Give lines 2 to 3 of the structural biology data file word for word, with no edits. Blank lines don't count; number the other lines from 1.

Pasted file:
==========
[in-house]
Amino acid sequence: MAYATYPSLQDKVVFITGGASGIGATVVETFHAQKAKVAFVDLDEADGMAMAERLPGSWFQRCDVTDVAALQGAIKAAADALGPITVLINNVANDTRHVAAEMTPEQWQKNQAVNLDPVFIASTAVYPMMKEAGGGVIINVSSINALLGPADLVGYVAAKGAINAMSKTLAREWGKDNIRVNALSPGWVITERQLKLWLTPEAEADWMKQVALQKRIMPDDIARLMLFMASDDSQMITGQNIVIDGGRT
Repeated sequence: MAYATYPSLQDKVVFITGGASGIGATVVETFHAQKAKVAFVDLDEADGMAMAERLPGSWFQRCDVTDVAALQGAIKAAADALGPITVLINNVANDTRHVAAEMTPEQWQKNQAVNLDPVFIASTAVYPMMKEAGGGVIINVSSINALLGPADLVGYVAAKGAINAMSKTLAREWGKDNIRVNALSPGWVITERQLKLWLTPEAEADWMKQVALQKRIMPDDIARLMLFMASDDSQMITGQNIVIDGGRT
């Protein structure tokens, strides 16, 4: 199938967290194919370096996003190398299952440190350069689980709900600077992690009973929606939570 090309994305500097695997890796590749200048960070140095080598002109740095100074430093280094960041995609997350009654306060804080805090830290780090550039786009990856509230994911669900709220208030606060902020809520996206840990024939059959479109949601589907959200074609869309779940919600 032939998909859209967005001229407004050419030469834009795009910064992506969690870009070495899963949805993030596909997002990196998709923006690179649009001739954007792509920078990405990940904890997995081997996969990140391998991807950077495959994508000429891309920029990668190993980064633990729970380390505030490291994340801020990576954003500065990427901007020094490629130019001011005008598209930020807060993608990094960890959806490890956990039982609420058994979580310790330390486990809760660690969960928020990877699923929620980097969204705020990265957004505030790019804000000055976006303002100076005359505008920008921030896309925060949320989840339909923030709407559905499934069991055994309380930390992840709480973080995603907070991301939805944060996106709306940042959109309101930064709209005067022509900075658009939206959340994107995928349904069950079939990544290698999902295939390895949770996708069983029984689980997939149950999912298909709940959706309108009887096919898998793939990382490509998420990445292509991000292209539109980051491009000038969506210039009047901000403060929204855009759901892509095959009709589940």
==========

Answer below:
Amino acid sequence: MAYATYPSLQDKVVFITGGASGIGATVVETFHAQKAKVAFVDLDEADGMAMAERLPGSWFQRCDVTDVAALQGAIKAAADALGPITVLINNVANDTRHVAAEMTPEQWQKNQAVNLDPVFIASTAVYPMMKEAGGGVIINVSSINALLGPADLVGYVAAKGAINAMSKTLAREWGKDNIRVNALSPGWVITERQLKLWLTPEAEADWMKQVALQKRIMPDDIARLMLFMASDDSQMITGQNIVIDGGRT
Repeated sequence: MAYATYPSLQDKVVFITGGASGIGATVVETFHAQKAKVAFVDLDEADGMAMAERLPGSWFQRCDVTDVAALQGAIKAAADALGPITVLINNVANDTRHVAAEMTPEQWQKNQAVNLDPVFIASTAVYPMMKEAGGGVIINVSSINALLGPADLVGYVAAKGAINAMSKTLAREWGKDNIRVNALSPGWVITERQLKLWLTPEAEADWMKQVALQKRIMPDDIARLMLFMASDDSQMITGQNIVIDGGRT